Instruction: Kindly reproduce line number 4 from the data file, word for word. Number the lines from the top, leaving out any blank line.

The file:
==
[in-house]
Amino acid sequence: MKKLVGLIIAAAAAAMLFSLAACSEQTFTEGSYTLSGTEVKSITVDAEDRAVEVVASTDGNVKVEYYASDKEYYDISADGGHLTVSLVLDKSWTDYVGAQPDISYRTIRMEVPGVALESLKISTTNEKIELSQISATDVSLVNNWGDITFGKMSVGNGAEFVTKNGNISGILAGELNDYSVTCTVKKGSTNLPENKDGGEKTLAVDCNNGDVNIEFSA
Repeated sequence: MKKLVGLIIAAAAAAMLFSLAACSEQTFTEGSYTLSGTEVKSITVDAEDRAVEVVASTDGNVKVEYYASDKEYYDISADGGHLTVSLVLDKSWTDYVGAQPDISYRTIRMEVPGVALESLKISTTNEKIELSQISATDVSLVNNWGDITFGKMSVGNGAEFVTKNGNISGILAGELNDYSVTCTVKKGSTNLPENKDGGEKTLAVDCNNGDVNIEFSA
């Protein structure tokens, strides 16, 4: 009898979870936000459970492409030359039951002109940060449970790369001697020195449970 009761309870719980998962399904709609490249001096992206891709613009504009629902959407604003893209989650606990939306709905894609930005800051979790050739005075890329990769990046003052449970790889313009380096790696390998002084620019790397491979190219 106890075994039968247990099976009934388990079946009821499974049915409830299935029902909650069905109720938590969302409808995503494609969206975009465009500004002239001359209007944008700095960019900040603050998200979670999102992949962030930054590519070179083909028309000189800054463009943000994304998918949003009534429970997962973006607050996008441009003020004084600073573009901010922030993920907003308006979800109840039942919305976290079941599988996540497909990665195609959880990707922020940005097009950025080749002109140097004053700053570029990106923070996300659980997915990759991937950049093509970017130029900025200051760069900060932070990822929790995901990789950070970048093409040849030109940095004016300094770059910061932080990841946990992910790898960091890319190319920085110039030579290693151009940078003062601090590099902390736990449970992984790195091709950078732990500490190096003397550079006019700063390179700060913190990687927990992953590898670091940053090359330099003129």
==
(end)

């Protein structure tokens, strides 16, 4: 009898979870936000459970492409030359039951002109940060449970790369001697020195449970 009761309870719980998962399904709609490249001096992206891709613009504009629902959407604003893209989650606990939306709905894609930005800051979790050739005075890329990769990046003052449970790889313009380096790696390998002084620019790397491979190219 106890075994039968247990099976009934388990079946009821499974049915409830299935029902909650069905109720938590969302409808995503494609969206975009465009500004002239001359209007944008700095960019900040603050998200979670999102992949962030930054590519070179083909028309000189800054463009943000994304998918949003009534429970997962973006607050996008441009003020004084600073573009901010922030993920907003308006979800109840039942919305976290079941599988996540497909990665195609959880990707922020940005097009950025080749002109140097004053700053570029990106923070996300659980997915990759991937950049093509970017130029900025200051760069900060932070990822929790995901990789950070970048093409040849030109940095004016300094770059910061932080990841946990992910790898960091890319190319920085110039030579290693151009940078003062601090590099902390736990449970992984790195091709950078732990500490190096003397550079006019700063390179700060913190990687927990992953590898670091940053090359330099003129």